*Last week Kurt Warner, former professional football player, said on a national radio program that he wouldn’t want his children to play football. This was followed shortly by folks, some in the National Football League community, denouncing Warner as somehow betraying the sport.
To be clear: Warner is in a better position than most to make such a statement. Warner suffered multiple concussions during his career and could have been the poster boy for the immobile quarterback sitting back in the pocket as a target. In addition Warner has witnessed firsthand the increase in violent collisions, often resulting in long term damage, that threaten to undermine the success of the NFL.
So as a former football player Warner is in a great position to tell others “this game is dangerous and not for everyone.” As an offensive player, normally the players who get hit rather than hit others, Warner is in a great position to proclaim “getting hit with tremendous force by physically strong men should not be anyone’s idea of a good time.”
But these qualifications are secondary to his role as a father.
First we can all appreciate that parents know their children better than anyone else. Parents are in a position to know what their children will and will not excel at. So it makes perfect sense that Warner, wanting his children to be successful and knowing their skill sets, would have an opinion on whether they should pursue a career in professional football.
Warner goes further though. Warner expresses his distaste regarding his children playing football in general, not just trying to become pro athletes. And it is this distaste that people use to brand him a hypocrite. Still, this stance makes sense when you consider him in the role of parent.
When done by responsible adults, parenthood is an exercise in telling one’s children to go down path B with the full knowledge that they chose path A in a similar situation. How many times did I steal? How many times did I fight unnecessarily? How many times did I put forward a negative image of myself? How many times did I have to face my parents and say how sorry I was for doing something that was obviously wrong? How many times did you?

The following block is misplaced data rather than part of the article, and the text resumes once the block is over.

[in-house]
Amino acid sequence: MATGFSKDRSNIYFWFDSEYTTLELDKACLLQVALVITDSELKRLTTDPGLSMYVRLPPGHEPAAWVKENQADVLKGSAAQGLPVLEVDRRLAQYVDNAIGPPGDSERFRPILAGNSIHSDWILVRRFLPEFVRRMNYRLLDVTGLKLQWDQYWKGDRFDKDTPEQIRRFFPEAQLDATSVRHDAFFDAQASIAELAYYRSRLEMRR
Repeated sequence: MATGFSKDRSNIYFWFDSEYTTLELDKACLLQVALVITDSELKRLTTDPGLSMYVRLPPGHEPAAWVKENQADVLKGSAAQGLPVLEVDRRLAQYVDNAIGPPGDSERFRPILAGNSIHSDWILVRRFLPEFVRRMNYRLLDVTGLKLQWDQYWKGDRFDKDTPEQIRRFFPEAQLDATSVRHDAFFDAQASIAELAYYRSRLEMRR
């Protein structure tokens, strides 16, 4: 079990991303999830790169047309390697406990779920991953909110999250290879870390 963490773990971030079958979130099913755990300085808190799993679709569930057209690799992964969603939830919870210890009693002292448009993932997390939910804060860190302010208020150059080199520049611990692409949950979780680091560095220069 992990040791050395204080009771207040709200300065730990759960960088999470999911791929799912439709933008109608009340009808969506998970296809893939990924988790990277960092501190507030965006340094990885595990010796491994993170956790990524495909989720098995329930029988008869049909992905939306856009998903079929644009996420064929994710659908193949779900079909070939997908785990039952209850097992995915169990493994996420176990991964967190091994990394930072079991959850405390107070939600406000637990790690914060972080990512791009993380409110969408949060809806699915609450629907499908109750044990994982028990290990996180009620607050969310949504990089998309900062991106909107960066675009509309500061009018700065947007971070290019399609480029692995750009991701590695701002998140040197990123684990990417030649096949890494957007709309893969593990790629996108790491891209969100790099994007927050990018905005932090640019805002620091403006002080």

Children are extremely vulnerable and the world is dangerous and will show them no favor. So when parents engage in the kind of hypocrisy that Warner did, they do so generally because it is in the best interest of their children. There is nothing untoward about a father trying to keep his kids from sustaining multiple head injuries. The fact that Warner earned a good living by risking those head injuries is irrelevant.
In fact the fact that Warner made millions probably makes his desire for his kids to avoid football more understandable. Most professional football players are from modest economic backgrounds; it is why there are willing to risk bodily harm for the payoff of economic security. But Warner has already achieved that security. Most parents have the goal of having their children avoid the struggles they did; Warner is doing the same.
It makes sense to call Warner a hypocrite. But it does not make sense to attack him for being one. If we are honest with ourselves we all strive to become that kind of hypocrite.
Trevor Brookins is a free lance writer in Rockland County, New York. He is currently working on a book about American culture during the Cold War. His writing has appeared in The Journal News. You can reach him at firstname.lastname@example.org or follow him on Twitter @historictrev.